Startup.com is a 2001 American documentary film about the dot-com start-up govWorks.com, which raised $60 million USD in funding from Hearst Interactive Media, KKR, the New York Investment Fund, and Sapient.
Stephen Joshua Sondheim (born March 22, 1930) is an American composer and lyricist known for more than a half-century of contributions to musical theater.
Sweet Toronto (sometimes referred as Sweet Toronto Peace Festival) is a documentary by D.A. Pennebaker of the Toronto Rock and Roll Revival, a one-day festival held September 13, 1969 at Varsity Stadium on the campus of the University of Toronto and attended by some 20,000 persons.
The Taurus World Stunt Awards is a yearly award ceremony held midyear that honors stunt performers in movies.
The Jimi Hendrix Experience was an American-English rock band that formed in Westminster, London, in September 1966.
The National is an American rock band from Cincinnati, Ohio, formed in 1999.
The War Room is a 1993 American documentary film about Bill Clinton's campaign for President of the United States during the 1992 presidential election.
The Who are an English rock band formed in 1964.
Timothy Francis Robbins (born October 16, 1958) is an American actor, screenwriter, director, producer, activist and musician.
Direct Holdings Global LLC, through its subsidiaries StarVista Live, Lifestyle Products Group and Time Life, is a creator and direct marketer that is known for selling books, music, video/DVD, and multimedia products.
Time Out Group is a British media company which is publisher of magazines and travel guidebooks covering events, entertainment and culture in cities around the world.
Town Bloody Hall is a 1971 documentary film of a panel debate between feminist advocates and activist Norman Mailer.
Unlocking the Cage is a 2016 American documentary film by D. A. Pennebaker and Chris Hegedus about the work of the Nonhuman Rights Project (NhRP) and lawyer Steven Wise's efforts to achieve legal rights for nonhuman animals.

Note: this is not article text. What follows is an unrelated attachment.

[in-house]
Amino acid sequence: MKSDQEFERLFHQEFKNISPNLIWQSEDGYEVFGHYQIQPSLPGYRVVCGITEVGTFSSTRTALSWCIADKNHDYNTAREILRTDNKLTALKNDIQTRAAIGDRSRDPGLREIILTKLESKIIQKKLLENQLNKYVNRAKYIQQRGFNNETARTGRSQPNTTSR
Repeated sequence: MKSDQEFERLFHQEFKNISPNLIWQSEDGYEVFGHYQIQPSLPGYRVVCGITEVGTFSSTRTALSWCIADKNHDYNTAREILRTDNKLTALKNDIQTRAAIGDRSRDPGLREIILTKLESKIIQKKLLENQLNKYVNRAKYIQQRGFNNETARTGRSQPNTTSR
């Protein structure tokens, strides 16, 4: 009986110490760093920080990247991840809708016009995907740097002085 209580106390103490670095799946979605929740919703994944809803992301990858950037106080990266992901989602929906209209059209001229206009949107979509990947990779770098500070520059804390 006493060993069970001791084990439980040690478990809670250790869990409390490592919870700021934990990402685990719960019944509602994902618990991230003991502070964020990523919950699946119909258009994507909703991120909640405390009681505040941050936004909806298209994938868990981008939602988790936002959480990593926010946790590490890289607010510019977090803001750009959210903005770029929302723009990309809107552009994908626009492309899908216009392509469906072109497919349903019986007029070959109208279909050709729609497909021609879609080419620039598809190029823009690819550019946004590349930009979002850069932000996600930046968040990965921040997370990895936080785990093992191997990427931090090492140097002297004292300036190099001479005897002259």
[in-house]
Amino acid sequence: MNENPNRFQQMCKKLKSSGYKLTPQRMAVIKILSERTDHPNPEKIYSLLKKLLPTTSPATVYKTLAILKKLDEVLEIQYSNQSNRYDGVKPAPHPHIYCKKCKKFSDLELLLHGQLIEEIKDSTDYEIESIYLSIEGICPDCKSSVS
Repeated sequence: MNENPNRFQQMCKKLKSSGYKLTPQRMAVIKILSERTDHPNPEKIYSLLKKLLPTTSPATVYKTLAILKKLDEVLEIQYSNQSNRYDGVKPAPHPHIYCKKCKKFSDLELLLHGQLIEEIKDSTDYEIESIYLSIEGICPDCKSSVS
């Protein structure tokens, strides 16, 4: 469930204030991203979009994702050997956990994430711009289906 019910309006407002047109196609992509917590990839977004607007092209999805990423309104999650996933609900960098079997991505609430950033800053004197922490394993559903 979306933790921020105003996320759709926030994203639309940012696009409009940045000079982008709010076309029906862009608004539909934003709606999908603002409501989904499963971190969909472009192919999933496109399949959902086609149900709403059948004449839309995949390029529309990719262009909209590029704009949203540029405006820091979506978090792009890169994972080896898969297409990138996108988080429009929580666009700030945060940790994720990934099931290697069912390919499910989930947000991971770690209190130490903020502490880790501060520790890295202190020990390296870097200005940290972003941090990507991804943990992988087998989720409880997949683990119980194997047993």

Victoria Williams (born December 23, 1958) is an American singer, songwriter and musician, originally from Shreveport, Louisiana, although she has resided in Southern California throughout her musical career.
Wanda is an independent 1970 feature film, written and directed by Barbara Loden, who also starred in the title role.
Wisconsin is a U.S. state located in the north-central United States, in the Midwest and Great Lakes regions.
The Woodstock Music & Art Fair—informally, the Woodstock Festival or simply Woodstock—was a music festival in the United States in 1969 which attracted an audience of more than 400,000.
Woodstock Diary is the third live album released of the 1969 Woodstock Festival concert.
The World Socialist Web Site (WSWS) is an international socialist news site that is the online news and information center of the International Committee of the Fourth International (ICFI).
World War II (often abbreviated to WWII or WW2), also known as the Second World War, was a global war that lasted from 1939 to 1945, although conflicts reflecting the ideological clash between what would become the Allied and Axis blocs began earlier.
Yale University is an American private Ivy League research university in New Haven, Connecticut.
YouTube is an American video-sharing website headquartered in San Bruno, California.
Ziggy Stardust and the Spiders from Mars (sometimes called Bowie 1973) is a 1973 documentary and concert film by D. A. Pennebaker. It features David Bowie and his backing group The Spiders from Mars performing at the Hammersmith Odeon in London on 3 July 1973. At this show, Bowie made the sudden surprise announcement that the show would be "the last show that we'll ever do", later understood to mean that he was retiring his Ziggy Stardust persona. The full-length 90-minute film spent years in post-production before finally having its theatrical premiere at the Edinburgh Film Festival on 31 August 1979. Prior to the premiere, the 35 mm film had been shown in 16 mm format a few times, mostly in United States college towns. A shortened 60-minute version was broadcast once in the USA on ABC-TV in October 1974. In 1983, the film was finally released to theatres worldwide, corresponding with the release of its soundtrack album entitled Ziggy Stardust: The Motion Picture. The following year, in 1984, the film was released to home video under the title, Ziggy Stardust and the Spiders from Mars: The Motion Picture. The film was first released on DVD in 1998. A digitally remastered 30th Anniversary Edition DVD, including additional material from the live show and extras, was released in 2003.
101 is a live album and documentary by the English electronic band Depeche Mode released on 13 March 1989 chronicling the final leg of the band's 1987/1988 Music for the Masses Tour and the final show at the Rose Bowl in Pasadena which was held on 18 June, 1988.
65 Revisited is a 2007 American documentary film directed by D. A. Pennebaker.